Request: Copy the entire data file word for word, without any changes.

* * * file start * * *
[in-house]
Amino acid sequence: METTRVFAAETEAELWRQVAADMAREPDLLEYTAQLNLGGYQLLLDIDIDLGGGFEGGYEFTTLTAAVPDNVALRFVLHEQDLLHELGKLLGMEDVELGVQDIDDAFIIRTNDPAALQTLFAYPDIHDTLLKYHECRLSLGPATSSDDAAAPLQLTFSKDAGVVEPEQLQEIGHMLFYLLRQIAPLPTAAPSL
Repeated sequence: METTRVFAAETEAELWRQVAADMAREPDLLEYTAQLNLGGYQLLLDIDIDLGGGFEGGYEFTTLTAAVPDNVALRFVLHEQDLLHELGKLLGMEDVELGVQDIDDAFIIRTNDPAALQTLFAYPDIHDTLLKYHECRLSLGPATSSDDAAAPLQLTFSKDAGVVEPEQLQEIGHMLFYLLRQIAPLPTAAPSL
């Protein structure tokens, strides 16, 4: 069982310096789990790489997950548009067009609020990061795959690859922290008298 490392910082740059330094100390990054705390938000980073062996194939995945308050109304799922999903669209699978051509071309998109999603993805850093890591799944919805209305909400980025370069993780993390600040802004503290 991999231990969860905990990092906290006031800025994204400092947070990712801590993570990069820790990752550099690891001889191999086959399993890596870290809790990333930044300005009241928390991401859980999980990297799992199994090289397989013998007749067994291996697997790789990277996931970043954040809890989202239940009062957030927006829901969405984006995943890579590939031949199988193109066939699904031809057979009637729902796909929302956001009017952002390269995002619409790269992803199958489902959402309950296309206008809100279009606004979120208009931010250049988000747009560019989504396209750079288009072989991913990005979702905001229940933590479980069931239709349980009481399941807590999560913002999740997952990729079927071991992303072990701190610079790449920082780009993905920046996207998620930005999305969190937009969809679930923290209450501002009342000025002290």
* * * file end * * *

[in-house]
Amino acid sequence: METTRVFAAETEAELWRQVAADMAREPDLLEYTAQLNLGGYQLLLDIDIDLGGGFEGGYEFTTLTAAVPDNVALRFVLHEQDLLHELGKLLGMEDVELGVQDIDDAFIIRTNDPAALQTLFAYPDIHDTLLKYHECRLSLGPATSSDDAAAPLQLTFSKDAGVVEPEQLQEIGHMLFYLLRQIAPLPTAAPSL
Repeated sequence: METTRVFAAETEAELWRQVAADMAREPDLLEYTAQLNLGGYQLLLDIDIDLGGGFEGGYEFTTLTAAVPDNVALRFVLHEQDLLHELGKLLGMEDVELGVQDIDDAFIIRTNDPAALQTLFAYPDIHDTLLKYHECRLSLGPATSSDDAAAPLQLTFSKDAGVVEPEQLQEIGHMLFYLLRQIAPLPTAAPSL
């Protein structure tokens, strides 16, 4: 069982310096789990790489997950548009067009609020990061795959690859922290008298 490392910082740059330094100390990054705390938000980073062996194939995945308050109304799922999903669209699978051509071309998109999603993805850093890591799944919805209305909400980025370069993780993390600040802004503290 991999231990969860905990990092906290006031800025994204400092947070990712801590993570990069820790990752550099690891001889191999086959399993890596870290809790990333930044300005009241928390991401859980999980990297799992199994090289397989013998007749067994291996697997790789990277996931970043954040809890989202239940009062957030927006829901969405984006995943890579590939031949199988193109066939699904031809057979009637729902796909929302956001009017952002390269995002619409790269992803199958489902959402309950296309206008809100279009606004979120208009931010250049988000747009560019989504396209750079288009072989991913990005979702905001229940933590479980069931239709349980009481399941807590999560913002999740997952990729079927071991992303072990701190610079790449920082780009993905920046996207998620930005999305969190937009969809679930923290209450501002009342000025002290």